Should I Talk to my Pre-School to 7 Year Old Child About Drugs?

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Between the ages of four and seven is when you’ll want to lay the ground work for future discussions that are more intense and likely to be more personal. At this age you’ll want to give them the opportunity to ask questions but not scare them with too much information.  This is the age when children are most curious about things and when they have questions you need to be available to have discussions with them – even if they are not very long!

For example, you won’t want to be showing them pictures of a crack addict at his worst. Instead, look for ways to talk to them in a casual manner. They’ll think they brought the subject up themselves if you do it right! Be open to teachable moments and you’ll be able to take advantage of opportunities to talk to your younger children without scaring them.

Make sure to use terms that your children can understand. Talk with them – don’t talk down to them. Talk about feelings and facts. Do some research. You need to know what you are talking about yourself before you can convey accurate information.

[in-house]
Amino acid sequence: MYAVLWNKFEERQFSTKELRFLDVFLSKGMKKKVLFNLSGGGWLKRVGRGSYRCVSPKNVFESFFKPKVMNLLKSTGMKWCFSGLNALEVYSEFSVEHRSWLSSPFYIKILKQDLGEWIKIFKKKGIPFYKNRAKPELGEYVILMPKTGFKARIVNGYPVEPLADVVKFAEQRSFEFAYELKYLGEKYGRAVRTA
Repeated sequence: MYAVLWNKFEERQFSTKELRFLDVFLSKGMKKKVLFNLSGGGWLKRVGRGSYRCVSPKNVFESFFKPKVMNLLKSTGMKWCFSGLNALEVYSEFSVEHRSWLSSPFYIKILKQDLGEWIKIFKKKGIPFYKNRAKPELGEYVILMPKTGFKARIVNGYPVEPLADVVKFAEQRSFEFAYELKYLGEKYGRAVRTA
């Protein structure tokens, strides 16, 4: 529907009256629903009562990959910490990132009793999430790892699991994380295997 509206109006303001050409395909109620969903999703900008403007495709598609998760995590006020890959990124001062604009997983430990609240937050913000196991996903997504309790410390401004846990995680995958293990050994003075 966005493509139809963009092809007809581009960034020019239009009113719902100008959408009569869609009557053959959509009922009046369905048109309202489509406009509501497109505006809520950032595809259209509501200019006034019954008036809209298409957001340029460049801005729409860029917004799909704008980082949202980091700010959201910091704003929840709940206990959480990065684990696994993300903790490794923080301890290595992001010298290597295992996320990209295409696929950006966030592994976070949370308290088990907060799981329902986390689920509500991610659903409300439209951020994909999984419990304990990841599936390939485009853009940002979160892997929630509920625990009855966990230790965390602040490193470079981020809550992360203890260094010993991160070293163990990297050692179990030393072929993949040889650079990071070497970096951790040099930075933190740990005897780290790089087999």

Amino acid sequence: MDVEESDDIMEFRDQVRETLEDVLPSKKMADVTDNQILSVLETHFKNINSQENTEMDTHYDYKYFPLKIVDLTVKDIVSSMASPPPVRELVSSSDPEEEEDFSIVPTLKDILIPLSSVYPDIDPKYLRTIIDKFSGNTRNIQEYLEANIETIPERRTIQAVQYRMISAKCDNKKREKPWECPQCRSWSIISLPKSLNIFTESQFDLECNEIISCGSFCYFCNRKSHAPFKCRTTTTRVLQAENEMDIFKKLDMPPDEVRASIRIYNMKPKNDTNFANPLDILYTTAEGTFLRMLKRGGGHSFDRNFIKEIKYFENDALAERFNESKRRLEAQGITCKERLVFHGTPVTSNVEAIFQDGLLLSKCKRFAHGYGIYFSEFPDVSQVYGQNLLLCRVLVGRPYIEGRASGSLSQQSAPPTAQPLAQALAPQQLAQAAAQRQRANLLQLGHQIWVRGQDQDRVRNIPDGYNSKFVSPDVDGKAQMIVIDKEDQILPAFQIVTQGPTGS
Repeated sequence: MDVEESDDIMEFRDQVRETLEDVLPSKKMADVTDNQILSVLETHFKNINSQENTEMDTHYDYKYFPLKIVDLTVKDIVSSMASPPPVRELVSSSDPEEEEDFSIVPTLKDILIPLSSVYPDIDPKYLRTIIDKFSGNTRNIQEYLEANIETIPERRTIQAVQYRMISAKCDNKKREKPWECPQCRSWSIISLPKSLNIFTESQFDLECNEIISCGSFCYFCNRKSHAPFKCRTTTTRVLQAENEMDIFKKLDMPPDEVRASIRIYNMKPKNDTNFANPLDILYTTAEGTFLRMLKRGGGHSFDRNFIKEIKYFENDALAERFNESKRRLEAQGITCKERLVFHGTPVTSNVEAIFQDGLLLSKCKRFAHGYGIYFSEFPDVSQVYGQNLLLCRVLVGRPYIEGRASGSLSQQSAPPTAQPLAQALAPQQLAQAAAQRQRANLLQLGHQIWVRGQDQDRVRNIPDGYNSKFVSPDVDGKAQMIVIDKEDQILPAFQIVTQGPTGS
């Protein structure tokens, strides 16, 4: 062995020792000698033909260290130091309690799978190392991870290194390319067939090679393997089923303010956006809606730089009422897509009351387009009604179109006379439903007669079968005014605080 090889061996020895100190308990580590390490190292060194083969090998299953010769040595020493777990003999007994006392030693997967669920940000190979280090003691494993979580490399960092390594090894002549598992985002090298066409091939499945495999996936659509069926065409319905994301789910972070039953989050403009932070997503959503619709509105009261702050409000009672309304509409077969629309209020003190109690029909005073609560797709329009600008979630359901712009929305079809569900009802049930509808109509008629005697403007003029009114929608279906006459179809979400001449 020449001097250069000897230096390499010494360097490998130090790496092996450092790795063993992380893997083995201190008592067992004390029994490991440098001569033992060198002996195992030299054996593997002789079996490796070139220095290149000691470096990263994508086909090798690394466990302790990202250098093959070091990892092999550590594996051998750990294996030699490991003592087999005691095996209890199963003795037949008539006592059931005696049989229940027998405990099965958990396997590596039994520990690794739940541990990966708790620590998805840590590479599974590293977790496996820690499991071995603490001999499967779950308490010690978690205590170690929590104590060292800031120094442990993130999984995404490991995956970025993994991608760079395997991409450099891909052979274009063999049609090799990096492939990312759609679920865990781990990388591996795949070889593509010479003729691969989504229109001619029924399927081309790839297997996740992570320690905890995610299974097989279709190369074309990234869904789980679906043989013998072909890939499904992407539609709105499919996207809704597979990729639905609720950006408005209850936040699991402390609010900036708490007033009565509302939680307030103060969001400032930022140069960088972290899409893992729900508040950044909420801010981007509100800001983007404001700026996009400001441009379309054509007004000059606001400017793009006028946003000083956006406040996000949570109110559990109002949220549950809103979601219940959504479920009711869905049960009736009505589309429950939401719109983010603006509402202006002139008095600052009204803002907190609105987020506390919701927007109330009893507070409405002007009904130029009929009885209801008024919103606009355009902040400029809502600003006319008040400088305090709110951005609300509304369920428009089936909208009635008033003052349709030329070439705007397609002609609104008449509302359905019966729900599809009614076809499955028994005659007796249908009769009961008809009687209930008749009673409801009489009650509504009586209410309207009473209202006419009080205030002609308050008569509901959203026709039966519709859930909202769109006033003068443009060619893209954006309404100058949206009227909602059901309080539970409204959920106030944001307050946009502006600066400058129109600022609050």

Some teachable moments to be aware of:

  • Television viewing

  • Listening to music

  • Homework

  • Situations when you are out – on the street, at the mall, at school

  • Advertising – filled with teachable moments!

  • Family events

  • Field trips

When you are talking to younger children about drugs you don’t have to be explicit.  It can be as simple as talking about feelilngs and emotions and finding solutions.  A lot of the time kids start doing drugs because they  don’t know how to handle life.  Feelings like anger and confusion are difficult and drugs are an easy way out.  They may not feel like they can talk to their parents so they talk to their friends instead.  

When you start having honest and open conversations that do not make your child feel judged from early on, you can have better conversations later when you need to have them.  Most kids want to be able to talk to their parents but if they feel judged or put on the spot or labeled they will turn to other sources to get information.


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